Occasional Invaders

How to deal with occasional invaders

Brown marmorated stink bug

Brown marmorated stink bug. Photo by Wil Hershberger.

Multicolored Asian lady beetle

Multicolored Asian lady beetle. Photo by Natasha Wright, FL Dept. of Agriculture and Consumer Services, Bugwood.org.

Wood cockroach

Wood cockroach. Photo by Whitney Cranshaw, Colorado State University, Bugwood.org.

Identification is the first step. Find out what your pest is and how it got in.

Once you know what you've got, suck 'em up with a vacuum—or catch and release if you're kind—and prevent further intrusion. This might mean fixing screens, closing windows at night, inspecting plants before bringing them in, sealing cracks and crevices, or installing door sweeps.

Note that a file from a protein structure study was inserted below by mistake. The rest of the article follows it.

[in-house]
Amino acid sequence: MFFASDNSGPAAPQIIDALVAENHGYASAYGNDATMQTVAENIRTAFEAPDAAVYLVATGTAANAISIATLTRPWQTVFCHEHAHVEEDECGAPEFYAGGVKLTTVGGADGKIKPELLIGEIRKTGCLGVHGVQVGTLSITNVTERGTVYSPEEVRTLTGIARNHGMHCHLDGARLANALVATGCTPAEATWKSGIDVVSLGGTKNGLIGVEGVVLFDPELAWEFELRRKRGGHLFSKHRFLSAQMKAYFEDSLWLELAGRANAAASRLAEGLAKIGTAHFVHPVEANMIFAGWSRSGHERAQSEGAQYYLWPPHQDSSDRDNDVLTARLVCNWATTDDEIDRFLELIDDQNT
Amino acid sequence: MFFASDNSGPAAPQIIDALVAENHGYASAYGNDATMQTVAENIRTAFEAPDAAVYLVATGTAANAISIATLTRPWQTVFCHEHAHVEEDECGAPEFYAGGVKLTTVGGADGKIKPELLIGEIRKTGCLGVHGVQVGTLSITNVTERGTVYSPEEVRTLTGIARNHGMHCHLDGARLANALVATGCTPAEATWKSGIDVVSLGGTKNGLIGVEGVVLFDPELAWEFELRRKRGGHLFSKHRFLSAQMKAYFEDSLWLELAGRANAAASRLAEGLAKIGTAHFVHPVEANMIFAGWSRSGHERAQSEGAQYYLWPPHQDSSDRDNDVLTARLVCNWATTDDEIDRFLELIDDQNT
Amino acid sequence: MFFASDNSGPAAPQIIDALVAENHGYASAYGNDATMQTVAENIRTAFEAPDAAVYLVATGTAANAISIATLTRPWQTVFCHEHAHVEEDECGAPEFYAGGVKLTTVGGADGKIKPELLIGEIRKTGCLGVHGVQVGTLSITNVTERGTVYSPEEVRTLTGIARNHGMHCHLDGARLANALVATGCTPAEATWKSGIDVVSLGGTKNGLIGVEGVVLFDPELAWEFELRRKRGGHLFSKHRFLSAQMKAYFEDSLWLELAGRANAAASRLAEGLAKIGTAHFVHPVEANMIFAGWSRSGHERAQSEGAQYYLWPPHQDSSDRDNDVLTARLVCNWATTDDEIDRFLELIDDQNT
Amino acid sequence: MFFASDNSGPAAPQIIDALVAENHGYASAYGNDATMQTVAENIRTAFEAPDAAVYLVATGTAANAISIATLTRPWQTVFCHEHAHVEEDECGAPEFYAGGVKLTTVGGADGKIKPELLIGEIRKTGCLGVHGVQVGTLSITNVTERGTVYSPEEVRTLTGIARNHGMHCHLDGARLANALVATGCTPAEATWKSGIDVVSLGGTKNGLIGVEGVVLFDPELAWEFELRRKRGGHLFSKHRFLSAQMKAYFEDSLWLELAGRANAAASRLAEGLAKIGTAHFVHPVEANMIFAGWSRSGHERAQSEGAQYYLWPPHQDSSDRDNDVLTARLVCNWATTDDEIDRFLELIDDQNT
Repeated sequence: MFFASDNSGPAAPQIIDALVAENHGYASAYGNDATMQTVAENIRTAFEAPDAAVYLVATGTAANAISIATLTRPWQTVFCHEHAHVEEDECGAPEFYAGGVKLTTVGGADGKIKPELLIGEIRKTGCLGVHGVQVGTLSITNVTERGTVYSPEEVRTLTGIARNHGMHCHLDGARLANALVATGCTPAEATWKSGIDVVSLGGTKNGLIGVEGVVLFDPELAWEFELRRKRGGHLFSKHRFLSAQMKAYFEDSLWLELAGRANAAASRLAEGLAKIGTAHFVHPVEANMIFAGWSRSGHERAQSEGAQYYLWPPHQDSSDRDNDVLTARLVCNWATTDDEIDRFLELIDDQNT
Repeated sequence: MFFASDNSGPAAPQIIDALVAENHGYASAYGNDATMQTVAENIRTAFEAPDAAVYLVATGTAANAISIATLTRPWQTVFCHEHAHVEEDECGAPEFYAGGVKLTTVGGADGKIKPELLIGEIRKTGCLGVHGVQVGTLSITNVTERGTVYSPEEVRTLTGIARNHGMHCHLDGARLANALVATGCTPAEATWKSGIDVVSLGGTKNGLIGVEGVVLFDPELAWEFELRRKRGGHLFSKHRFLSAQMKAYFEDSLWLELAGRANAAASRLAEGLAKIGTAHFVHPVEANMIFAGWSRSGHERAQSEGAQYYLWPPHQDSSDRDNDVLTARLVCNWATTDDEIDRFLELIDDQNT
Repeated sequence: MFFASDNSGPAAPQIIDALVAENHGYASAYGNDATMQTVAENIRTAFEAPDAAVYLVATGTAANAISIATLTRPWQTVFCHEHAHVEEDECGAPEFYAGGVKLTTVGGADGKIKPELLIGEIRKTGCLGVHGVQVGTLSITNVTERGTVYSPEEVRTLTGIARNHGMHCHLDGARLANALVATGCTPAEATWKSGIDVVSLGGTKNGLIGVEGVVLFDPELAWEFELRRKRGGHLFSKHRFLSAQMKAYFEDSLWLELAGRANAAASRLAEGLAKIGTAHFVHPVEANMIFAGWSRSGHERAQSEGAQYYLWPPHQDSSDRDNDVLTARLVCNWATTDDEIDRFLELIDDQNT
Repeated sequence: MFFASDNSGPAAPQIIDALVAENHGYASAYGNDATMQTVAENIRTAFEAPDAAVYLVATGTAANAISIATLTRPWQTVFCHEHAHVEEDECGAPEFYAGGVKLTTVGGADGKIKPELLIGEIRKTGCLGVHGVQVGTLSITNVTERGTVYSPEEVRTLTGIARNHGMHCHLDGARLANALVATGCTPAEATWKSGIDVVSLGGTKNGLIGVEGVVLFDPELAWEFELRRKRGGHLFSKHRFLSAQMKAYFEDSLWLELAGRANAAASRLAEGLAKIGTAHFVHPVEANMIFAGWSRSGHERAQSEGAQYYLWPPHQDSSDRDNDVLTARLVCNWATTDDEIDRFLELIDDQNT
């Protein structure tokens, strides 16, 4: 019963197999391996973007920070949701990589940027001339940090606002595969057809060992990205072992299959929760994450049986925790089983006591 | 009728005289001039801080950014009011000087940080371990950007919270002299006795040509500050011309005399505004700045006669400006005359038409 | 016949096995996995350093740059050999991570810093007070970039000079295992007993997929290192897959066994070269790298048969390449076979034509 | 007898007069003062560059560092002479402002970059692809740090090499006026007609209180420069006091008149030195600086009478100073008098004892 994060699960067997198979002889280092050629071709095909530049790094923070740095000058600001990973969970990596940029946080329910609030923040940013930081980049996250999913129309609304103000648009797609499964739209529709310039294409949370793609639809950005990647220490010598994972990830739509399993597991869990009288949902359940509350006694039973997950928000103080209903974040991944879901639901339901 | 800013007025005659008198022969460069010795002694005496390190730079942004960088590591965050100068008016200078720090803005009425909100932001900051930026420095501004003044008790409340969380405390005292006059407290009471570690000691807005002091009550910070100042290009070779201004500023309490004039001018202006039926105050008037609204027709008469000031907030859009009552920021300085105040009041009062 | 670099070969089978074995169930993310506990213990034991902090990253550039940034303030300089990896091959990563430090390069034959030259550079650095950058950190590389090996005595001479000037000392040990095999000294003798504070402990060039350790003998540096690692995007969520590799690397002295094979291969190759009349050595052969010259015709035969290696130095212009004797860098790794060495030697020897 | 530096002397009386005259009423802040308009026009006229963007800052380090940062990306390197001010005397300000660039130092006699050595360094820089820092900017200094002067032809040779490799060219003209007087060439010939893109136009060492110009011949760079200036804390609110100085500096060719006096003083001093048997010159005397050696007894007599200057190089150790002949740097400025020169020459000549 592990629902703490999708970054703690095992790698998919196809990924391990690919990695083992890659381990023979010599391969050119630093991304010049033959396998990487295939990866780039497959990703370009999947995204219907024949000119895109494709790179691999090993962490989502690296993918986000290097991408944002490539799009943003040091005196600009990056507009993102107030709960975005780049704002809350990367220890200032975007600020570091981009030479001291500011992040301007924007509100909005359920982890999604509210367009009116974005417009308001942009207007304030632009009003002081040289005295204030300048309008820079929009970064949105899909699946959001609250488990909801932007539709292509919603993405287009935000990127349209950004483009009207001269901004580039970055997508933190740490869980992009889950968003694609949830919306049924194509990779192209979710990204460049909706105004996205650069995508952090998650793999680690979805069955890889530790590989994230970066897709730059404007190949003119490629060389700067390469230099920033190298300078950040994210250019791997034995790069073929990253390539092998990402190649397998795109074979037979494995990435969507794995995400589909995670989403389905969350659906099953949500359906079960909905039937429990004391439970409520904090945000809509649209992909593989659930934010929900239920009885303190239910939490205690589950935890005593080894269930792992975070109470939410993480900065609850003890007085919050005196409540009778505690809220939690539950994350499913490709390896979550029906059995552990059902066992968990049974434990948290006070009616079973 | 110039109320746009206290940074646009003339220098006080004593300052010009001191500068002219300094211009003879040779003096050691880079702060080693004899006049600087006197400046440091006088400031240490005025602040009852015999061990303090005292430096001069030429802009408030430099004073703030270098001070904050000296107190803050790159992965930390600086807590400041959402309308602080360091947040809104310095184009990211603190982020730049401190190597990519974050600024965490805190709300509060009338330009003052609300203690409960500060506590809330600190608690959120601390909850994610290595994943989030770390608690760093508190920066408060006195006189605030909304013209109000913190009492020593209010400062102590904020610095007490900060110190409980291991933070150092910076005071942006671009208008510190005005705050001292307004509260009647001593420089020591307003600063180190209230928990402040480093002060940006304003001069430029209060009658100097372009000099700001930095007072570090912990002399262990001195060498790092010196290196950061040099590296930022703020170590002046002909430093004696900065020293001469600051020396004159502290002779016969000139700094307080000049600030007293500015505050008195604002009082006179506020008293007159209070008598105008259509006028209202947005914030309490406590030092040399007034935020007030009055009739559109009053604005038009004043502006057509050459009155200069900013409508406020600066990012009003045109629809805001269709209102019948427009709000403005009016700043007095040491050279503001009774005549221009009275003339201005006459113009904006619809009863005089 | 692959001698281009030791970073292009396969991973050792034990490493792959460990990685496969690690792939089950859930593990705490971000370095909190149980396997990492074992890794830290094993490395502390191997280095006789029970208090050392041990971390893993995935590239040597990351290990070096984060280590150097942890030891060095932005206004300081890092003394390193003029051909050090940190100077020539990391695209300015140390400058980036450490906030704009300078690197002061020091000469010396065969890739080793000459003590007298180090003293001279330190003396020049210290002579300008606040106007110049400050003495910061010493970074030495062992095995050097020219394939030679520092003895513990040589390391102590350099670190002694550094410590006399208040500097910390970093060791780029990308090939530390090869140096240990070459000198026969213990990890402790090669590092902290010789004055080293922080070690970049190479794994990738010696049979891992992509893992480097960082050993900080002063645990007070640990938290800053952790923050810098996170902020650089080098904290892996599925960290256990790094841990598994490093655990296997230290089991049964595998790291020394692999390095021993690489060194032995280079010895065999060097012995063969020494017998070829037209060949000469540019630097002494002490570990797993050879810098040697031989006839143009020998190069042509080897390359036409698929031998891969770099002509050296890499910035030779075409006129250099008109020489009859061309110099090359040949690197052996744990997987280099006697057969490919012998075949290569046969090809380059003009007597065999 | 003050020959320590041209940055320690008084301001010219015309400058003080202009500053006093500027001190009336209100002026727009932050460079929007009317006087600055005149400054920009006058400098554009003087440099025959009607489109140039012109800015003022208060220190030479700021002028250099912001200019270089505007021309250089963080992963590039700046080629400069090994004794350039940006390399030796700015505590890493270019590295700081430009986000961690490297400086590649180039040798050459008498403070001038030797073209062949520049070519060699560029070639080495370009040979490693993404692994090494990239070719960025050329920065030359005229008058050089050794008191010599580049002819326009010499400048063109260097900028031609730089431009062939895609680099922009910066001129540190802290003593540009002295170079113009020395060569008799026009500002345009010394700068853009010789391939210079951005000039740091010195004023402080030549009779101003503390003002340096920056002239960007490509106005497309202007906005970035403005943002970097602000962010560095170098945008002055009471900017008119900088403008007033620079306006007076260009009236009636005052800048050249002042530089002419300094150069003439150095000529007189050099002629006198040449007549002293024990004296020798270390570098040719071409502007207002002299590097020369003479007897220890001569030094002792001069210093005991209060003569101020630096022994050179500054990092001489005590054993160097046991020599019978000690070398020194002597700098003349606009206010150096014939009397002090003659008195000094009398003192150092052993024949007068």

No need for pesticides here.

What they look like

Occasional invaders come in many shapes and sizes. They're the pests that come in through a crack, an open door, a hole in a screen, a potted plant, or a piece of firewood. They don't often infest a home (that is, feed and breed), so are more a nuisance than anything. Common invaders are stink bugs, ground beetles, sow bugs, millipedes, crickets, wood cockroaches, cluster flies, lady beetles, springtails, leaf-footed bugs, hornets, wasps, and earwigs. Not to mention all the tiny night-flying insects that fit through a screen, heading toward your light.

Where they live

Usually not in your house, which is why the concern isn't great. When they're inside your home they're either lost or over wintering. Lady beetle, cluster flies, leaf-footed bugs—they're not feeding and not breeding.

What they do

They're annoying. Other than that, not much.


StopPests Blog

Brown Marmorated Stink Bug


See results from the Northeastern IPM Center's resources database.